Starting a Family in Canada: Fertility Statistics and What They Tell Us

Starting a Family in Canada: Fertility Statistics and What They Tell Us

According to Statistics Canada, our country’s total fertility rate (TFR) in 2022 was 1.33 children per woman. This is Canada’s lowest TFR recorded in over a century of data.

The years 1946 through 1965 were known as the “baby boom”, during which Canada’s total fertility rate peaked at 3.94 children per woman. This was followed by a “baby bust” from 1971 to 1972, impacted by the contraceptive pill and therapeutic abortion, which had recently been decriminalized.


A Changing World

What does our most recent TFR tell us? Essentially, Canadians across all provinces are having fewer children, whether they want to expand their families or not. 

In a CBC article from January 2024, the director of McGill’s Centre on Population Dynamics Sarah Brauner-Otto said global issues, such as economic instability and political unrest, have led many to reconsider having children. Across the world, the total fertility rate went down from 2020 to 2022, suggesting the COVID-19 pandemic (and the uncertainty that came with it) also caused a shift in fertility behaviors. 

Canadians who do decide to have children are often delaying becoming parents until their 30s. The average age of mothers at childbirth was 31.6 in 2022. For comparison, this number was 26.7 in 1976. With this delay, the possibility that a cishet couple will struggle with infertility increases. As a woman or person with ovaries ages, the number of viable eggs they have decreases. On the male side of things, conception is 30% less likely for men older than 40 compared to men younger than 30.


The Realities of Trying to Conceive  

Infertility is defined by the World Health Organization as “a disease of the male or female reproductive system, defined by the failure to achieve pregnancy after 12 months or more of regular unprotected sexual intercourse.” (This definition and the statistics we have access to  reflect our cisheteronormative world, and are therefore somewhat limited in their scope.)

 In terms of infertility and its impact, here are some important numbers: 

  • Approximately one in six Canadians experience infertility.
  • Male factor infertility makes up for almost half of the incidents of infertility in cishet couples. 30% of the time it is male-factor infertility, 40% of the time it is female, and 30% of the time it is a combination or the cause is unknown.
  • For women and people with ovaries, the chance of conceiving in any given month is about 20-25% on average in their reproductive years.
  • The Canadian Fertility and Andrology Society says that Canadians are seeking out IVF treatment more than ever before. The most recent numbers are from 2010: 11, 806 IVF treatments were performed that year. These cycles resulted in 3,188 births.

 Environmental Concerns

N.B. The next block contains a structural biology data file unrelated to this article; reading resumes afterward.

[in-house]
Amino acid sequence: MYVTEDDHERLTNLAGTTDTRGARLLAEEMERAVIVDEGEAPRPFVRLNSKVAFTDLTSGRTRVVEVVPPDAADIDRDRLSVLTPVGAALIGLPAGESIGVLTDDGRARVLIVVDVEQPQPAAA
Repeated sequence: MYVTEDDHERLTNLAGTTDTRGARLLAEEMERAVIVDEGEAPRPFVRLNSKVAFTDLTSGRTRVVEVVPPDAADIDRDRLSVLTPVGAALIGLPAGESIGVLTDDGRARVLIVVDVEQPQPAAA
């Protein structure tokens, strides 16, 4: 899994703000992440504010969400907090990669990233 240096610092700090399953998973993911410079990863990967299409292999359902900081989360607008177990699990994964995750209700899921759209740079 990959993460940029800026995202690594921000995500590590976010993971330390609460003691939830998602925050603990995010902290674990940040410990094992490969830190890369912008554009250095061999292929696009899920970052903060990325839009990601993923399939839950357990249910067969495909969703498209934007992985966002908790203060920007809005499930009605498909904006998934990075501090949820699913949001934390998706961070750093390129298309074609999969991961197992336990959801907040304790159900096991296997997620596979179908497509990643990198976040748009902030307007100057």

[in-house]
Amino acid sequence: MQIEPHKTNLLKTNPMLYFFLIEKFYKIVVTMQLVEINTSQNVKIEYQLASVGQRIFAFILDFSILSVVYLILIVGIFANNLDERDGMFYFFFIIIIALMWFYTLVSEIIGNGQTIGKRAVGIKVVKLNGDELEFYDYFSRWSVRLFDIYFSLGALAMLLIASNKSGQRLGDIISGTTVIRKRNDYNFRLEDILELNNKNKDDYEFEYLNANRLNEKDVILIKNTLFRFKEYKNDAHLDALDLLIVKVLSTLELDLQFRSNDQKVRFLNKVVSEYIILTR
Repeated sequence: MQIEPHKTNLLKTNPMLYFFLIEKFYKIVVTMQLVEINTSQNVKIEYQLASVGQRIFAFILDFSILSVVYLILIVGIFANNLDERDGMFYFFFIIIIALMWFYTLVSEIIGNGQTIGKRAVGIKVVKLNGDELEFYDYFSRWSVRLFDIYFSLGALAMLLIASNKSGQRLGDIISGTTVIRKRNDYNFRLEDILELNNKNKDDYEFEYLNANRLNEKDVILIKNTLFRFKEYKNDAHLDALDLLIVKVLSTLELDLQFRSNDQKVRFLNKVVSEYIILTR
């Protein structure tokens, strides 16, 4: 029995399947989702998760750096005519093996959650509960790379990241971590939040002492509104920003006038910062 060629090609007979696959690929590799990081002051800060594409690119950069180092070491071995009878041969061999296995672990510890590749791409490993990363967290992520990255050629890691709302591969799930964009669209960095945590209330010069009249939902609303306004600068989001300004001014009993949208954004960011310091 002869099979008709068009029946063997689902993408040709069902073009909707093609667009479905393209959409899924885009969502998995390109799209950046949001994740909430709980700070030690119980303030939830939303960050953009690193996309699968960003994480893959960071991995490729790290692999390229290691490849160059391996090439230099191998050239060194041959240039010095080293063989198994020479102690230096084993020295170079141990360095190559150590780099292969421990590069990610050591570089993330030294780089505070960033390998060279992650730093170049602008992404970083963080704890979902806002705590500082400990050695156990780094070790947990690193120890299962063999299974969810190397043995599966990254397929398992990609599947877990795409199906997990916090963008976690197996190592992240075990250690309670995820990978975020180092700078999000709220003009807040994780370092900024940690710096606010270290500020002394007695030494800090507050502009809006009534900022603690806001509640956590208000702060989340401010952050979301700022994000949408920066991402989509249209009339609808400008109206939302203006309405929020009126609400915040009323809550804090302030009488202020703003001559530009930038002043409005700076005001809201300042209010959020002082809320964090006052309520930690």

According to the NIH, lifestyle factors play a role in modern infertility.

“Research consistently shows that…what you eat, how well you sleep, where you live, and other behaviours have profound effects on health and disease. Fertility is no exception,” an article for the Eunice Kennedy Shriver National Institute of Child Health and Human Development reads.

Nutrition, weight, and exercise, physical and psychological stress, environmental and occupational exposures, substance use and abuse, and prescription medications also all play a role here.  

The NIH says strenuous physical labour and certain medications tend to reduce sperm count in males, while excessive exercise in women affects ovulation and fertility. Substance use and abuse also affects fertility in both men and women, while having high blood pressure can change the shape of sperm, subsequently reducing fertility.


Economic Pressures and the Struggle to Thrive

Kate Choi, director of Western University’s Centre for Research on Social Inequality, told CTV in February of 2024 that financial uncertainty appears to be behind the decision for many couples and individuals who choose not to have children.  

In fact, economic issues are a trend across the board—for those unsure about having children, and for those who desperately want them. When many Canadians are struggling to find housing and pay for groceries, raising a child can seem like an impossibly challenging endeavor.

According to Statistics Canada, in 2022 38% of young adults (aged 20 to 29) did not believe they could afford to have a child in the following three years, and 32% did not believe they would have access to suitable housing for a family within that time.

Those who know they want kids and are struggling with infertility might not be able to afford the treatment that would ultimately help them. While assisted reproductive technology like IVF has provided solutions for many families in recent years, these treatments are underfunded and inaccessible to many.

If children are a definite part of someone’s plan, or even just a consideration, living in a free and equitable country should mean being supported in both conceiving and raising these children.

Unfortunately, in 2024, that support simply isn’t guaranteed. It is clear that if our total fertility rate is going to shift upward, more has to be done to ensure Canadian families feel capable of surviving and thriving in the modern world.

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